It was also stressed that airlines should not continue to advertise flights if there is significant doubt about whether they would actually be able to run them.
In relation to consumer information following a cancelled flight, the CMA and CAA made it clear that it is important that information is readily available to consumers about their rights following a cancellation, and that these need to be communicated clearly, and be easily accessible.
Similarly, they stressed the lengths which airlines need to go to in order to assist consumers in re-routing their journeys following a flight cancellation. Airlines must have the necessary structures and staff in place to be able to assist consumers, including helping to organise additional support such as overnight accommodation if needed. There must be systems in place that help consumers that are not able to research or book their own alternative flights, either because they could not afford to wait for reimbursement or for other reasons. It must also be easy for consumers to communicate with airlines and find out information about their legal rights and how they can exercise them through a number of different channels (i.e. not just via apps). Further, if providing a phone line, calls must not be charged at more than the basic rate for that customer’s calls, and wait times to speak to someone on the phone must not be unreasonable.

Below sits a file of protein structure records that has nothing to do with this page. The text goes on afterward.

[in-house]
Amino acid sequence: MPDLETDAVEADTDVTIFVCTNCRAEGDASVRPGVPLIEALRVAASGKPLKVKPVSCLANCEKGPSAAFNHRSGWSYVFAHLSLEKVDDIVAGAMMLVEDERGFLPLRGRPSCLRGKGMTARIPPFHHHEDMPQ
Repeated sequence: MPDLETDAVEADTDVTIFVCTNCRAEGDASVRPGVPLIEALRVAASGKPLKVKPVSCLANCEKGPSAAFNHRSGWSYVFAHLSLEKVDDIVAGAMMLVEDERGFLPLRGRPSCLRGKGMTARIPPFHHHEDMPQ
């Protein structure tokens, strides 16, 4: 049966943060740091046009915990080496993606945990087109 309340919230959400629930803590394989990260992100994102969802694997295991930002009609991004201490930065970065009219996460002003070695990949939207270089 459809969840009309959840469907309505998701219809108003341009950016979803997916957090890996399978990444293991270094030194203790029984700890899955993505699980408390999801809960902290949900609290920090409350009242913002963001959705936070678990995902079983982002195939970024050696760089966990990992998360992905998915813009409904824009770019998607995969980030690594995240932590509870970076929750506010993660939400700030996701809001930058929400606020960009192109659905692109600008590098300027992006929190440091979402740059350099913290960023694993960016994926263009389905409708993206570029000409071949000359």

Finally, airlines must refund consumers promptly, and failure to do so may be considered an aggressive practice as delay could dissuade consumers from exercising their rights to reimbursement.
Both the CMA and CAA have enforcement powers in the aviation sector under the Enterprise Act 2002, and they made it clear that those powers would be exercised if they considered that airlines were falling short, and so all airlines should pay attention to the concerns raised. They need to be seen to be managing the risk of cancellations proactively, as well as providing ample support and information to consumers whose flights have been cancelled.
About the Author
Kerry Nicholson takes instructions across all of chambers’ core areas. Prior to joining 1CL Kerry worked for the Government Legal Department working across a variety of departments in both litigation and advisory roles. She now enjoys working within the team on travel related and other claims.
Automated Aircraft: Can the Law Keep Up?